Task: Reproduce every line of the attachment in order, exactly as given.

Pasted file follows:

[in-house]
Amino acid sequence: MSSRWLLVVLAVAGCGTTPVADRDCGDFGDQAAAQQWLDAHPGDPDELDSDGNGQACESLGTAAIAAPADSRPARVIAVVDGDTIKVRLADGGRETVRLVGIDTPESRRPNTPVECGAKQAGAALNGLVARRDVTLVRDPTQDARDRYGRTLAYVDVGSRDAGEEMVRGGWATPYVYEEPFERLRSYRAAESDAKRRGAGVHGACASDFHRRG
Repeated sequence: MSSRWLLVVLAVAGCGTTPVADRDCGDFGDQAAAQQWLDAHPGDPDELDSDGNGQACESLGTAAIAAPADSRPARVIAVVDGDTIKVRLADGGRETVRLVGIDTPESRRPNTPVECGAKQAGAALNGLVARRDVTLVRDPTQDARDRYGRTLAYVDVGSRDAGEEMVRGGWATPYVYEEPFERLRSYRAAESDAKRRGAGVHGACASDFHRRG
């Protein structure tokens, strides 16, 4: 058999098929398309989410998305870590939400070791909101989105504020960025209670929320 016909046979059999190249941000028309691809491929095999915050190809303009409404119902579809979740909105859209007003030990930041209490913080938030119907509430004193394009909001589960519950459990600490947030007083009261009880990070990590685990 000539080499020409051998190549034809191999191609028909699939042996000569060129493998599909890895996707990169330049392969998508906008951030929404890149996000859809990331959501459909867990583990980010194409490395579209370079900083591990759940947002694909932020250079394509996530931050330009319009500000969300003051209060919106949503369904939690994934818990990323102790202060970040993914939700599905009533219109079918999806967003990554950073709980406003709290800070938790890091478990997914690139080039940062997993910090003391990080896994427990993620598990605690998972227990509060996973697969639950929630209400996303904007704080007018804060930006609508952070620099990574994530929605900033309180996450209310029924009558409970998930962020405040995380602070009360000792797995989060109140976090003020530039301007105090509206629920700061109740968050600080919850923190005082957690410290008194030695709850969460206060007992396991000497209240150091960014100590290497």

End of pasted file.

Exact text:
[in-house]
Amino acid sequence: MSSRWLLVVLAVAGCGTTPVADRDCGDFGDQAAAQQWLDAHPGDPDELDSDGNGQACESLGTAAIAAPADSRPARVIAVVDGDTIKVRLADGGRETVRLVGIDTPESRRPNTPVECGAKQAGAALNGLVARRDVTLVRDPTQDARDRYGRTLAYVDVGSRDAGEEMVRGGWATPYVYEEPFERLRSYRAAESDAKRRGAGVHGACASDFHRRG
Repeated sequence: MSSRWLLVVLAVAGCGTTPVADRDCGDFGDQAAAQQWLDAHPGDPDELDSDGNGQACESLGTAAIAAPADSRPARVIAVVDGDTIKVRLADGGRETVRLVGIDTPESRRPNTPVECGAKQAGAALNGLVARRDVTLVRDPTQDARDRYGRTLAYVDVGSRDAGEEMVRGGWATPYVYEEPFERLRSYRAAESDAKRRGAGVHGACASDFHRRG
């Protein structure tokens, strides 16, 4: 058999098929398309989410998305870590939400070791909101989105504020960025209670929320 016909046979059999190249941000028309691809491929095999915050190809303009409404119902579809979740909105859209007003030990930041209490913080938030119907509430004193394009909001589960519950459990600490947030007083009261009880990070990590685990 000539080499020409051998190549034809191999191609028909699939042996000569060129493998599909890895996707990169330049392969998508906008951030929404890149996000859809990331959501459909867990583990980010194409490395579209370079900083591990759940947002694909932020250079394509996530931050330009319009500000969300003051209060919106949503369904939690994934818990990323102790202060970040993914939700599905009533219109079918999806967003990554950073709980406003709290800070938790890091478990997914690139080039940062997993910090003391990080896994427990993620598990605690998972227990509060996973697969639950929630209400996303904007704080007018804060930006609508952070620099990574994530929605900033309180996450209310029924009558409970998930962020405040995380602070009360000792797995989060109140976090003020530039301007105090509206629920700061109740968050600080919850923190005082957690410290008194030695709850969460206060007992396991000497209240150091960014100590290497």